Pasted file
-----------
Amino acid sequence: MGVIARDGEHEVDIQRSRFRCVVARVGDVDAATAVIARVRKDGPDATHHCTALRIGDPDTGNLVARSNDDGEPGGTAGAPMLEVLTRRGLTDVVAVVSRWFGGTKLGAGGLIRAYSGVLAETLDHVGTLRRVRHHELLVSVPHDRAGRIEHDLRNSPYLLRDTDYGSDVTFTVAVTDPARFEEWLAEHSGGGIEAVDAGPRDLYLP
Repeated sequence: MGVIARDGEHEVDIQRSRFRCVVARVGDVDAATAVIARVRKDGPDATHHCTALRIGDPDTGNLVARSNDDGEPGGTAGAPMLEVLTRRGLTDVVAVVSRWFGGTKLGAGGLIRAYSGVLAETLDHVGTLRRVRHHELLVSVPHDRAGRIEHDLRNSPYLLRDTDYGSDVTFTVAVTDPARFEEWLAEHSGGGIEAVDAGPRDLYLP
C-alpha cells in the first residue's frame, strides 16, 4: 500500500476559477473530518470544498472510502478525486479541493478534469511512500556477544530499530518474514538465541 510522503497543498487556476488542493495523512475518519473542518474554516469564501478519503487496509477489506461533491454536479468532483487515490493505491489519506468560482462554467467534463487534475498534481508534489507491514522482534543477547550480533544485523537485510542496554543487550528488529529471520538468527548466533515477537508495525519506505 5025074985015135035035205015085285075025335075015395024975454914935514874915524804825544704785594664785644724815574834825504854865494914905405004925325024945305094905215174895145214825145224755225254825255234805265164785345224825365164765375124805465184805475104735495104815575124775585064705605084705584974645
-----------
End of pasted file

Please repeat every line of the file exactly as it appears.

Amino acid sequence: MGVIARDGEHEVDIQRSRFRCVVARVGDVDAATAVIARVRKDGPDATHHCTALRIGDPDTGNLVARSNDDGEPGGTAGAPMLEVLTRRGLTDVVAVVSRWFGGTKLGAGGLIRAYSGVLAETLDHVGTLRRVRHHELLVSVPHDRAGRIEHDLRNSPYLLRDTDYGSDVTFTVAVTDPARFEEWLAEHSGGGIEAVDAGPRDLYLP
Repeated sequence: MGVIARDGEHEVDIQRSRFRCVVARVGDVDAATAVIARVRKDGPDATHHCTALRIGDPDTGNLVARSNDDGEPGGTAGAPMLEVLTRRGLTDVVAVVSRWFGGTKLGAGGLIRAYSGVLAETLDHVGTLRRVRHHELLVSVPHDRAGRIEHDLRNSPYLLRDTDYGSDVTFTVAVTDPARFEEWLAEHSGGGIEAVDAGPRDLYLP
C-alpha cells in the first residue's frame, strides 16, 4: 500500500476559477473530518470544498472510502478525486479541493478534469511512500556477544530499530518474514538465541 510522503497543498487556476488542493495523512475518519473542518474554516469564501478519503487496509477489506461533491454536479468532483487515490493505491489519506468560482462554467467534463487534475498534481508534489507491514522482534543477547550480533544485523537485510542496554543487550528488529529471520538468527548466533515477537508495525519506505 5025074985015135035035205015085285075025335075015395024975454914935514874915524804825544704785594664785644724815574834825504854865494914905405004925325024945305094905215174895145214825145224755225254825255234805265164785345224825365164765375124805465184805475104735495104815575124775585064705605084705584974645